This year will mark Cameron’s 10th as party leader, those who have remained loyal to the Conservative party during their years in opposition will feel like the party is riding a wave of success. Osborne and Cameron will be working to ensure this is not just a peak for the party but a sustained climb that will ensure their electoral dominance for the foreseeable future. The path ahead is looking treacherous with numerous potential divides; namely the EU referendum, dissent from the right of the party, leadership challenges and increasing austerity measures. Cameron will need to appeal to swing voters and non-voters as well as the party faithful, whilst trying to present the party as a united force.
Cameron will need to tread carefully; over-confidence from an electoral victory and the chaos from Team Corbyn, could aggravate more resentment against the party and reinforce their image as “nasty” and out of touch. This is particularly pertinent considering that demonstrators are planning an anti-austerity march led by the TUC and People’s Assembly on Sunday. With Corbyn said to be attending these marches and the conference occurring in a city that holds no Tory MPs or councillors, the Conservatives will need to be on their guard. The protests are a very visual representation of the sense of unease across the UK in reaction to budget cuts and regional inequality. Cameron and Osborne will be trying to shift the spotlight onto the Government’s plans for regional devolution, redistribution of funding and the re-starting of infrastructure projects in the North. With the Autumn Statement scheduled in a month and further austerity cuts planned, public unease is likely to remain a huge challenge.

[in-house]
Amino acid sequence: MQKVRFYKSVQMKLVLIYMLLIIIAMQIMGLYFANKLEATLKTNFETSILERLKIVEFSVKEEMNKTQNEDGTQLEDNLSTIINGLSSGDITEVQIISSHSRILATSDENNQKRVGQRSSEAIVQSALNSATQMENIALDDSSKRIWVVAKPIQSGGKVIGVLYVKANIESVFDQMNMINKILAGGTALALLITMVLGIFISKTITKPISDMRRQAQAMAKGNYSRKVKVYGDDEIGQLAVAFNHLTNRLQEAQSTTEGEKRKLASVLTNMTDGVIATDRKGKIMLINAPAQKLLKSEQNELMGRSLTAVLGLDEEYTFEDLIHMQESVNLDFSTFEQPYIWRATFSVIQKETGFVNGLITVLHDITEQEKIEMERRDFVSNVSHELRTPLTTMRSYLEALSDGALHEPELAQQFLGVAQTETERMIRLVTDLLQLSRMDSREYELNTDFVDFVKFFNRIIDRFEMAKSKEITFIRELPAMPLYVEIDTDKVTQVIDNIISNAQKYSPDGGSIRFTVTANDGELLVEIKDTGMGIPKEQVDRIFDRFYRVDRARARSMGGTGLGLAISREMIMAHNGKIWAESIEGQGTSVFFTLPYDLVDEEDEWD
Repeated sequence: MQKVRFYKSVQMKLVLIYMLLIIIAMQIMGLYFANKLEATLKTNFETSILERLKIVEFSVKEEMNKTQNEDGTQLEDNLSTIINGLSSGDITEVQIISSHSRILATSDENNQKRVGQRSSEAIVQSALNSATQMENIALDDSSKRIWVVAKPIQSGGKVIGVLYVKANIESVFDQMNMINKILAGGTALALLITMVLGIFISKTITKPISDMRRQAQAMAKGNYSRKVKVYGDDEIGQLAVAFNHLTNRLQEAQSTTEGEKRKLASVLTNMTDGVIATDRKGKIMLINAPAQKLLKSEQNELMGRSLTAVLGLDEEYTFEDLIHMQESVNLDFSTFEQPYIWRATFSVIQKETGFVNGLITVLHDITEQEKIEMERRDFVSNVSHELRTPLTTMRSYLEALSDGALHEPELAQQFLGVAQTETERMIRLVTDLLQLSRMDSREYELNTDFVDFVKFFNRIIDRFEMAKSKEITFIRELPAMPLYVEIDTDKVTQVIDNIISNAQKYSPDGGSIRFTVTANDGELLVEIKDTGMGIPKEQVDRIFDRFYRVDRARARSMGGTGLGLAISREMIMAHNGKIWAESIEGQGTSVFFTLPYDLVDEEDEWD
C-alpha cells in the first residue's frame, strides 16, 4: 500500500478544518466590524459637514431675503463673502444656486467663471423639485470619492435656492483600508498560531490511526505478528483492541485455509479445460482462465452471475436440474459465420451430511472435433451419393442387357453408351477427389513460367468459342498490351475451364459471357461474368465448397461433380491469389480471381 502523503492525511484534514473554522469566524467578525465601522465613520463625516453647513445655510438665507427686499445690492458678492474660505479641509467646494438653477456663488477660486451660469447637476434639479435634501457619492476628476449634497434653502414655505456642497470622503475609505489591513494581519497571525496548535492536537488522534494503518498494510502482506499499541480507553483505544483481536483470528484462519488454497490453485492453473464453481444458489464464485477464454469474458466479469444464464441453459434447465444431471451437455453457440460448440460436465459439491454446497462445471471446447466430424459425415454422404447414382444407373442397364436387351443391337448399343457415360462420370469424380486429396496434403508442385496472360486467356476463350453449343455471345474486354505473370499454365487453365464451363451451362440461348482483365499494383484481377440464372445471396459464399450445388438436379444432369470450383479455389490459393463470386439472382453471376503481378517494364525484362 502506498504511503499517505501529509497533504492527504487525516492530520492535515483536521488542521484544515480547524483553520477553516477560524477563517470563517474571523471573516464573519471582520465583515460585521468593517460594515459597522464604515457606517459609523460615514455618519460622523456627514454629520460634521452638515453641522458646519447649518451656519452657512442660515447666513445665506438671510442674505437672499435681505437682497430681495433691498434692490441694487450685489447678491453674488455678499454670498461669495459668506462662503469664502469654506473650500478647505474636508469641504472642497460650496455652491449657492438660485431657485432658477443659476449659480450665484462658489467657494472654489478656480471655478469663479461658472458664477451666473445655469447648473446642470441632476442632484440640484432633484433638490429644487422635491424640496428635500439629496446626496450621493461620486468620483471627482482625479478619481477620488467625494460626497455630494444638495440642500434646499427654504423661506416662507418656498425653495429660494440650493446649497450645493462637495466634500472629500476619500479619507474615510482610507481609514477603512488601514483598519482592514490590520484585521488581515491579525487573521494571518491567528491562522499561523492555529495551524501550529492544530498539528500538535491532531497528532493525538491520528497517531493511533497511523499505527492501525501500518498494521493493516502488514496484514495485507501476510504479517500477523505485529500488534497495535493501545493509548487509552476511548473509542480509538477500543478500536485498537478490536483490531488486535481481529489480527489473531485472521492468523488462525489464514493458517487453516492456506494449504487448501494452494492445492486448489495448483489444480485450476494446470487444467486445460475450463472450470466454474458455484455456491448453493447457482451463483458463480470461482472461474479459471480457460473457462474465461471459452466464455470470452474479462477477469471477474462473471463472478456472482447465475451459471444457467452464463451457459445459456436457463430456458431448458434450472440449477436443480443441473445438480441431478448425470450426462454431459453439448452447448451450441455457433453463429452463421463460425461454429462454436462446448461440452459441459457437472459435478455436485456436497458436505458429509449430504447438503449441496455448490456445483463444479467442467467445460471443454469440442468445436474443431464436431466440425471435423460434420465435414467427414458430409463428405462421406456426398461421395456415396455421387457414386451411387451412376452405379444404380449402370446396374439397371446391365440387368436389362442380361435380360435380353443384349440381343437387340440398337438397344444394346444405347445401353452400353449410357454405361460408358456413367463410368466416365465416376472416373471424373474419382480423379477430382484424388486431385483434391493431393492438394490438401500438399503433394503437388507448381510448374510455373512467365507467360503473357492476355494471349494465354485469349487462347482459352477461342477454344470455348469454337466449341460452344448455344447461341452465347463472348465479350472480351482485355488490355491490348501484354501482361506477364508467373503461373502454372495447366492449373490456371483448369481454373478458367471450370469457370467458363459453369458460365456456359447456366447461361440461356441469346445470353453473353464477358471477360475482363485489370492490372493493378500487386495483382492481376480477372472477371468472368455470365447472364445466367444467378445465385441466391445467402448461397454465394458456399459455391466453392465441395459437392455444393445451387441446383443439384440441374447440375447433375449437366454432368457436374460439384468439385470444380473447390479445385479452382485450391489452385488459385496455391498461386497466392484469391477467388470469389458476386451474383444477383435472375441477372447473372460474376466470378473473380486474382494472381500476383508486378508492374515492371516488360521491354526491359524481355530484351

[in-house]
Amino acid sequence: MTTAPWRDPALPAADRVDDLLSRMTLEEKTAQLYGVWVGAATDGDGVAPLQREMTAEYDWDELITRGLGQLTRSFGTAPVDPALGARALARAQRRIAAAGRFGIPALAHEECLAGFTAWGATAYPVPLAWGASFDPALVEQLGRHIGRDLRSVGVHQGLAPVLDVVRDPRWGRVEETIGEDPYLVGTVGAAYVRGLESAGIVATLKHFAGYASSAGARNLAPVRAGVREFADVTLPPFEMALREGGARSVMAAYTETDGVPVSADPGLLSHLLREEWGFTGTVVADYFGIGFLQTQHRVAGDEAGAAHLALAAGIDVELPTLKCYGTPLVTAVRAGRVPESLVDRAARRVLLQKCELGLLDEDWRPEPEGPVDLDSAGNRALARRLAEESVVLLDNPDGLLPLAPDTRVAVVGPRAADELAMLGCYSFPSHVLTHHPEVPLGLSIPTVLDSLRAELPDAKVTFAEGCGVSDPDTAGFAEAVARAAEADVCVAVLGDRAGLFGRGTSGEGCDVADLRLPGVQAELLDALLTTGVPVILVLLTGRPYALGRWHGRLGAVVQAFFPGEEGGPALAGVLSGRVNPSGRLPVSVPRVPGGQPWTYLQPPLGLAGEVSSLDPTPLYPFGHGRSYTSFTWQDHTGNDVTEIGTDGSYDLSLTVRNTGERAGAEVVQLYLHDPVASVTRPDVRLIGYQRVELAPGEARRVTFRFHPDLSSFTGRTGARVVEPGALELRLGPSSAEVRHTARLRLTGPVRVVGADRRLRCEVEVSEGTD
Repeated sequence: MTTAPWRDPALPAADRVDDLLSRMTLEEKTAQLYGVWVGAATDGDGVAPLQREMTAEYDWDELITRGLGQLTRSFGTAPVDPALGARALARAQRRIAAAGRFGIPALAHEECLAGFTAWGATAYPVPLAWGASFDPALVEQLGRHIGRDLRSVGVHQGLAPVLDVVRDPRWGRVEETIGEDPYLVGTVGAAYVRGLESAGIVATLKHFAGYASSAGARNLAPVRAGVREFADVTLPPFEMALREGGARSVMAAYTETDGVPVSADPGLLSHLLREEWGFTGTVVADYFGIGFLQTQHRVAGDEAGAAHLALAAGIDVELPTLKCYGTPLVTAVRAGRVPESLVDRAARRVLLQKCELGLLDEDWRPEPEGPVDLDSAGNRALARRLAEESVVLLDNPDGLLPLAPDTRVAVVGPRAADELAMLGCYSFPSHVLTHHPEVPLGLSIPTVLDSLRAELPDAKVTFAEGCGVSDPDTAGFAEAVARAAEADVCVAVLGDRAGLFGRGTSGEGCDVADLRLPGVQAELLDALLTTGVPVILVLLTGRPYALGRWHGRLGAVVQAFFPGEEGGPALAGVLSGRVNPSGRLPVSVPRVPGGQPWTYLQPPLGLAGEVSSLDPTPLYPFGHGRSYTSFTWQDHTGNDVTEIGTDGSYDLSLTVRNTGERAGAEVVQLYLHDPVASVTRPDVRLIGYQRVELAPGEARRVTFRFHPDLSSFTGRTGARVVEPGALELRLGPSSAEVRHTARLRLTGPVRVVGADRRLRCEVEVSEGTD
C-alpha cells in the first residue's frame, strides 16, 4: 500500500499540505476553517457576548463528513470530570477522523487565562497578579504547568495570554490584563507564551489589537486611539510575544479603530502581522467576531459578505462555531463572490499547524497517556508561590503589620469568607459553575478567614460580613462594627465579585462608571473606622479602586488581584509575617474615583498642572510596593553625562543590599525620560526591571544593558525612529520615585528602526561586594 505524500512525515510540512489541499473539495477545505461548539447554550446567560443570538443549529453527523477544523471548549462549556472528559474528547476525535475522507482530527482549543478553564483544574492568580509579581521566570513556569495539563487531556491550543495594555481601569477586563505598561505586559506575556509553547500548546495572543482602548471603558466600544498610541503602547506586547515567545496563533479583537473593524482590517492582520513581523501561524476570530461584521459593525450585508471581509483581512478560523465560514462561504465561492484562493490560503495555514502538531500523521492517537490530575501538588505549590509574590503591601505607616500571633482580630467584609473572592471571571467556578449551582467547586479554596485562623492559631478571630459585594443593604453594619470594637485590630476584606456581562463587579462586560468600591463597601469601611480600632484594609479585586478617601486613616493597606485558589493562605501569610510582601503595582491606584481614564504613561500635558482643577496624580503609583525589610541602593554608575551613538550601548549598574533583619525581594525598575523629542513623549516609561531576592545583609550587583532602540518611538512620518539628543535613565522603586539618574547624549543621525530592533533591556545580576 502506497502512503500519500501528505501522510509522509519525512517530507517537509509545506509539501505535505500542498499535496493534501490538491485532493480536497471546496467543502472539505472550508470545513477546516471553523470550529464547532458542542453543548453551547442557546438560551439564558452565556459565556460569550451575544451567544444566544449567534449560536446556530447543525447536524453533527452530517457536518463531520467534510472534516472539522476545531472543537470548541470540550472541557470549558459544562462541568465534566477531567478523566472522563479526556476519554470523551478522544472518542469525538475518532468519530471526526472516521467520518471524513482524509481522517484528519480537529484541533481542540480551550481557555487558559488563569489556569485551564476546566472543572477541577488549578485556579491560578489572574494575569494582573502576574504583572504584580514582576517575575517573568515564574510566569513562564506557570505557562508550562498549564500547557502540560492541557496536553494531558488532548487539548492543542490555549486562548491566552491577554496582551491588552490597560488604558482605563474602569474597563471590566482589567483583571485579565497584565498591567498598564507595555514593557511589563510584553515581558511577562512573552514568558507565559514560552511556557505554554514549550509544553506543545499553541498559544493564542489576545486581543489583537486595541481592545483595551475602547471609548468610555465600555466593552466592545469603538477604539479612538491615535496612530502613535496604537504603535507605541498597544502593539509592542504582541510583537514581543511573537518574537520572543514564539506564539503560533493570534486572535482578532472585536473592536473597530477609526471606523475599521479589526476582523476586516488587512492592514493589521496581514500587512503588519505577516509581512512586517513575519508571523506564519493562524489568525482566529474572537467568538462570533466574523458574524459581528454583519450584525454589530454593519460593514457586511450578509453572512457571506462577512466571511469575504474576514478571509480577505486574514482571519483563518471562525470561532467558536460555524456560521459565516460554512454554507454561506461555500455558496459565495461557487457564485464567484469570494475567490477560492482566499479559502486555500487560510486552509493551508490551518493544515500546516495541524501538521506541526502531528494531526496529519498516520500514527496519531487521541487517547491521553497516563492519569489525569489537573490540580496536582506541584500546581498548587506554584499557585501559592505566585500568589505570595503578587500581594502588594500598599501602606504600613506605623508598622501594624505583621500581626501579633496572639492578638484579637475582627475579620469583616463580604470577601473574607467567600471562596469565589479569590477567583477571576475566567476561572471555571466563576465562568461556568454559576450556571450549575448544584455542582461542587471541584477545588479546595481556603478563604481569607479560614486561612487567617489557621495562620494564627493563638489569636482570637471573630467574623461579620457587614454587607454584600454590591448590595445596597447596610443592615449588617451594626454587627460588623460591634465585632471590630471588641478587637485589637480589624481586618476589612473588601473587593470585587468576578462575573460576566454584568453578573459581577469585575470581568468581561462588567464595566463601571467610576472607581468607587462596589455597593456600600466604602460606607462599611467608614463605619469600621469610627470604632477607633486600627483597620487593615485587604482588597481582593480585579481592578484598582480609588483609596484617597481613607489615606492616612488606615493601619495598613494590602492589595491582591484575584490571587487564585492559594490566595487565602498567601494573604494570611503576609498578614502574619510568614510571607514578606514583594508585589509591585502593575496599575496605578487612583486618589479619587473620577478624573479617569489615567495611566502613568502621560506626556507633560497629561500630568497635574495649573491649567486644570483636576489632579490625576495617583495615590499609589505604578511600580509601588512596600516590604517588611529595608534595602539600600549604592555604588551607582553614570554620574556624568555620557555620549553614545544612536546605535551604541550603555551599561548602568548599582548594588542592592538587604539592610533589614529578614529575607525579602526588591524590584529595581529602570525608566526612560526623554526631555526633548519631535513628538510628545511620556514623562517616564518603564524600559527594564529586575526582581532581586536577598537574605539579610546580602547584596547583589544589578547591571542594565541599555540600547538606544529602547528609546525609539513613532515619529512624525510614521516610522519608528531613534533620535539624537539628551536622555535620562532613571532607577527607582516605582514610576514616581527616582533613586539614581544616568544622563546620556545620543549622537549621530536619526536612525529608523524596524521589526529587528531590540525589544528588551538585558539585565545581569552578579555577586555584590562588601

2015 has been a year of political shocks, with a trend for insurgency and a rising demand for authentic leaders. Whilst Corbyn-bashing is likely to provide much entertainment, the Conservative leadership will be very aware of the forces that have facilitated his rise from obscurity. As Osborne attempts to maintain the party’s hold on the centre, could the same forces on the right of the party subject him to the punishment that has been delivered to New Labour’s Blairites? Labour is currently a moving target, they could have a new leader in 18 months whilst the Conservatives could still be battling their own long-standing demons. Nothing is for certain and if the Dave & George show is to survive and prosper up to 2020 it will need to ensure it can be both successful and receptive.
5 things you need to know:
- Follow the leader – This week Secretary of State for Education, Nicky Morgan indicated that a woman should take part in the Conservative leadership race. This sees her throwing her hat into the ring with the other speculative leadership candidates – George Osborne, Boris Johnson and Sajid Javid. This early indication from Morgan reflects her task in building up her credibility. As a long-time ally of George Osborne’s it could also be a tactical bid in securing herself a top job in the next cabinet.
- Should we stay or should we go– The EU Referendum and the uncertainty around negotiations, timing and the rules of the campaign will be a hot topic at conference. This could also have implications for the leadership campaigns, with George Osborne trying to sell the Government’s renegotiations and Boris Johnson potentially leading the “out” campaign; their fates could be tied to this highly divisive debate.
- Corbyn bashing – The Tories will be aiming to exploit the ruptures in the Labour party and de-legitimise Corbyn’s new shadow cabinet. They will be focussing on their commitment to defence, and tackling ISIL in Syria as well as reaffirming they are the party of economic credibility.
- A political missile? – The renewal of Trident is now a vocal and divisive debate in the Labour Party. The Conservatives could use their position in Government to bring forward an early vote and really stir up a problem for Corbyn and his colleagues.
- Policy announcements – Expect some glossy policy announcements from the Conservatives. The Tory fringe agenda is frequented by debates on low pay, job insecurity and rebalancing the economy. The Chancellor’s renewed interest in populist left-wing causes is likely to continue, with policy announcements that will aim to squeeze Labour to the margin of debates and cement the Conservatives in the central ground.